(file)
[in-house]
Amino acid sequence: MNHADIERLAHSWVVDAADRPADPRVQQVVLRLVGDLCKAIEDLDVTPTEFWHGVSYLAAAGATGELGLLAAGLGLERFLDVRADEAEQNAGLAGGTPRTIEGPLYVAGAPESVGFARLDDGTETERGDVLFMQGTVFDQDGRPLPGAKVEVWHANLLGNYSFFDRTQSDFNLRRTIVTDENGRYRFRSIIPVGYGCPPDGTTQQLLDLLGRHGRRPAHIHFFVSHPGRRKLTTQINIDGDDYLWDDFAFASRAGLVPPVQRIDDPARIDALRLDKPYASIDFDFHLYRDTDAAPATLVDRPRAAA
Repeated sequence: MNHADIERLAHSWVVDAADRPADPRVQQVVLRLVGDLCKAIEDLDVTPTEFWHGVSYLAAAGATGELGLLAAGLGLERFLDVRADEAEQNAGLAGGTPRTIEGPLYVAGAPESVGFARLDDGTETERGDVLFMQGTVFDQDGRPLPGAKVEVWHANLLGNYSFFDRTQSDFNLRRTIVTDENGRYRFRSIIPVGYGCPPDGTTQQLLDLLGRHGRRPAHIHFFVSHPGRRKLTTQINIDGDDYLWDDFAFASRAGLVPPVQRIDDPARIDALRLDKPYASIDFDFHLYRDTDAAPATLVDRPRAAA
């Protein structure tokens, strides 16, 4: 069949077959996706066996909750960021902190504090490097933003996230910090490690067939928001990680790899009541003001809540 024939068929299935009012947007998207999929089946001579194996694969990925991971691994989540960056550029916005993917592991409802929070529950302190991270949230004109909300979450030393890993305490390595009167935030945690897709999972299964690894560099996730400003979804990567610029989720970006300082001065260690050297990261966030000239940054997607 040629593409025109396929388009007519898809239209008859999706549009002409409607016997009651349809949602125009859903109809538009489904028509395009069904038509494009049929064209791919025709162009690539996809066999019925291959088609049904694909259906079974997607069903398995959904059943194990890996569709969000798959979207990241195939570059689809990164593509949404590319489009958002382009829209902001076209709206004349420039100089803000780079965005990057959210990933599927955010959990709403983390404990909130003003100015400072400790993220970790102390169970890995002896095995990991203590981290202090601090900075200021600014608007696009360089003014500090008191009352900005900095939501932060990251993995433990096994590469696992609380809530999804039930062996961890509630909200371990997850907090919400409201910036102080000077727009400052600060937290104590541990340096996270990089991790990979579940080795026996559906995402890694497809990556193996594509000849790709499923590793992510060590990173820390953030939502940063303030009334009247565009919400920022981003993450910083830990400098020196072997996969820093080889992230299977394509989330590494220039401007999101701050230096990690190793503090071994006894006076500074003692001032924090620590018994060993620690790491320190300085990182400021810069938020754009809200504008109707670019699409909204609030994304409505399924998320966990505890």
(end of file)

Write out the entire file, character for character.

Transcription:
[in-house]
Amino acid sequence: MNHADIERLAHSWVVDAADRPADPRVQQVVLRLVGDLCKAIEDLDVTPTEFWHGVSYLAAAGATGELGLLAAGLGLERFLDVRADEAEQNAGLAGGTPRTIEGPLYVAGAPESVGFARLDDGTETERGDVLFMQGTVFDQDGRPLPGAKVEVWHANLLGNYSFFDRTQSDFNLRRTIVTDENGRYRFRSIIPVGYGCPPDGTTQQLLDLLGRHGRRPAHIHFFVSHPGRRKLTTQINIDGDDYLWDDFAFASRAGLVPPVQRIDDPARIDALRLDKPYASIDFDFHLYRDTDAAPATLVDRPRAAA
Repeated sequence: MNHADIERLAHSWVVDAADRPADPRVQQVVLRLVGDLCKAIEDLDVTPTEFWHGVSYLAAAGATGELGLLAAGLGLERFLDVRADEAEQNAGLAGGTPRTIEGPLYVAGAPESVGFARLDDGTETERGDVLFMQGTVFDQDGRPLPGAKVEVWHANLLGNYSFFDRTQSDFNLRRTIVTDENGRYRFRSIIPVGYGCPPDGTTQQLLDLLGRHGRRPAHIHFFVSHPGRRKLTTQINIDGDDYLWDDFAFASRAGLVPPVQRIDDPARIDALRLDKPYASIDFDFHLYRDTDAAPATLVDRPRAAA
């Protein structure tokens, strides 16, 4: 069949077959996706066996909750960021902190504090490097933003996230910090490690067939928001990680790899009541003001809540 024939068929299935009012947007998207999929089946001579194996694969990925991971691994989540960056550029916005993917592991409802929070529950302190991270949230004109909300979450030393890993305490390595009167935030945690897709999972299964690894560099996730400003979804990567610029989720970006300082001065260690050297990261966030000239940054997607 040629593409025109396929388009007519898809239209008859999706549009002409409607016997009651349809949602125009859903109809538009489904028509395009069904038509494009049929064209791919025709162009690539996809066999019925291959088609049904694909259906079974997607069903398995959904059943194990890996569709969000798959979207990241195939570059689809990164593509949404590319489009958002382009829209902001076209709206004349420039100089803000780079965005990057959210990933599927955010959990709403983390404990909130003003100015400072400790993220970790102390169970890995002896095995990991203590981290202090601090900075200021600014608007696009360089003014500090008191009352900005900095939501932060990251993995433990096994590469696992609380809530999804039930062996961890509630909200371990997850907090919400409201910036102080000077727009400052600060937290104590541990340096996270990089991790990979579940080795026996559906995402890694497809990556193996594509000849790709499923590793992510060590990173820390953030939502940063303030009334009247565009919400920022981003993450910083830990400098020196072997996969820093080889992230299977394509989330590494220039401007999101701050230096990690190793503090071994006894006076500074003692001032924090620590018994060993620690790491320190300085990182400021810069938020754009809200504008109707670019699409909204609030994304409505399924998320966990505890």